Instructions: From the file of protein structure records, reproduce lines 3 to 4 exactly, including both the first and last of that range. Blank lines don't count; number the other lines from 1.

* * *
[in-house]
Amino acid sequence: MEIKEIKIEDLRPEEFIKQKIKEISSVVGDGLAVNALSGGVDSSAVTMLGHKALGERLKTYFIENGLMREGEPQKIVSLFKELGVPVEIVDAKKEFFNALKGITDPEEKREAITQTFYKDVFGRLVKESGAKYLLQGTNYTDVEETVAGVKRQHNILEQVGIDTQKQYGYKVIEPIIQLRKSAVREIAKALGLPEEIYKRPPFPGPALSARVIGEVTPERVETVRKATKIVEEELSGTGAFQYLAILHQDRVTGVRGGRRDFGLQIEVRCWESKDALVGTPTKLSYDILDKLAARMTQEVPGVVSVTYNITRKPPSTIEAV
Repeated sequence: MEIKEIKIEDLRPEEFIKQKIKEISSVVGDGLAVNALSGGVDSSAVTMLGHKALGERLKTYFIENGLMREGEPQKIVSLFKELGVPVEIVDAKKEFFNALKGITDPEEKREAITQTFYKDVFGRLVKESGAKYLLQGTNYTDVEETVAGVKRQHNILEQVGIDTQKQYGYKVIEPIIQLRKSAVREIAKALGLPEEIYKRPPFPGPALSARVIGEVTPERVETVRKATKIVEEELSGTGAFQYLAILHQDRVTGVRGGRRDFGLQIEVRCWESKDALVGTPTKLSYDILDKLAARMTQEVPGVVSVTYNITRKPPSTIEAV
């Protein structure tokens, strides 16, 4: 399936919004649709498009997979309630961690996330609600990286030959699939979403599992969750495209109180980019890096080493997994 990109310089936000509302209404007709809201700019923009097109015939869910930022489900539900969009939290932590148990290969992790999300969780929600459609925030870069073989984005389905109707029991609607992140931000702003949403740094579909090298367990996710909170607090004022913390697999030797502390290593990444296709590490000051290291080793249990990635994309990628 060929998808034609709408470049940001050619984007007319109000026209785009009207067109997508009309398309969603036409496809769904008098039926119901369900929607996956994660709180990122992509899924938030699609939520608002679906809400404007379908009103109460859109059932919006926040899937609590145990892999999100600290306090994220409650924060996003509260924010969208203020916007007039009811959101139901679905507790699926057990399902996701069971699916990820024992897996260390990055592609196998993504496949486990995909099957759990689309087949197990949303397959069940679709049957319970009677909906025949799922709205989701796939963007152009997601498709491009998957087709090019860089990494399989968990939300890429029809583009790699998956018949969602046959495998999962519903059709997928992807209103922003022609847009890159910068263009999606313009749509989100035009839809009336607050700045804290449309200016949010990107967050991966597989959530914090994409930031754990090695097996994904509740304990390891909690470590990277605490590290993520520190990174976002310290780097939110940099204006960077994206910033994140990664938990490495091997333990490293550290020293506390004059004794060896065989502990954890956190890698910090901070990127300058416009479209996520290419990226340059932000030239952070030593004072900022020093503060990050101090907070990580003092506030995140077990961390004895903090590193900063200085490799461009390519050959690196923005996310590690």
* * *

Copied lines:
Repeated sequence: MEIKEIKIEDLRPEEFIKQKIKEISSVVGDGLAVNALSGGVDSSAVTMLGHKALGERLKTYFIENGLMREGEPQKIVSLFKELGVPVEIVDAKKEFFNALKGITDPEEKREAITQTFYKDVFGRLVKESGAKYLLQGTNYTDVEETVAGVKRQHNILEQVGIDTQKQYGYKVIEPIIQLRKSAVREIAKALGLPEEIYKRPPFPGPALSARVIGEVTPERVETVRKATKIVEEELSGTGAFQYLAILHQDRVTGVRGGRRDFGLQIEVRCWESKDALVGTPTKLSYDILDKLAARMTQEVPGVVSVTYNITRKPPSTIEAV
């Protein structure tokens, strides 16, 4: 399936919004649709498009997979309630961690996330609600990286030959699939979403599992969750495209109180980019890096080493997994 990109310089936000509302209404007709809201700019923009097109015939869910930022489900539900969009939290932590148990290969992790999300969780929600459609925030870069073989984005389905109707029991609607992140931000702003949403740094579909090298367990996710909170607090004022913390697999030797502390290593990444296709590490000051290291080793249990990635994309990628 060929998808034609709408470049940001050619984007007319109000026209785009009207067109997508009309398309969603036409496809769904008098039926119901369900929607996956994660709180990122992509899924938030699609939520608002679906809400404007379908009103109460859109059932919006926040899937609590145990892999999100600290306090994220409650924060996003509260924010969208203020916007007039009811959101139901679905507790699926057990399902996701069971699916990820024992897996260390990055592609196998993504496949486990995909099957759990689309087949197990949303397959069940679709049957319970009677909906025949799922709205989701796939963007152009997601498709491009998957087709090019860089990494399989968990939300890429029809583009790699998956018949969602046959495998999962519903059709997928992807209103922003022609847009890159910068263009999606313009749509989100035009839809009336607050700045804290449309200016949010990107967050991966597989959530914090994409930031754990090695097996994904509740304990390891909690470590990277605490590290993520520190990174976002310290780097939110940099204006960077994206910033994140990664938990490495091997333990490293550290020293506390004059004794060896065989502990954890956190890698910090901070990127300058416009479209996520290419990226340059932000030239952070030593004072900022020093503060990050101090907070990580003092506030995140077990961390004895903090590193900063200085490799461009390519050959690196923005996310590690």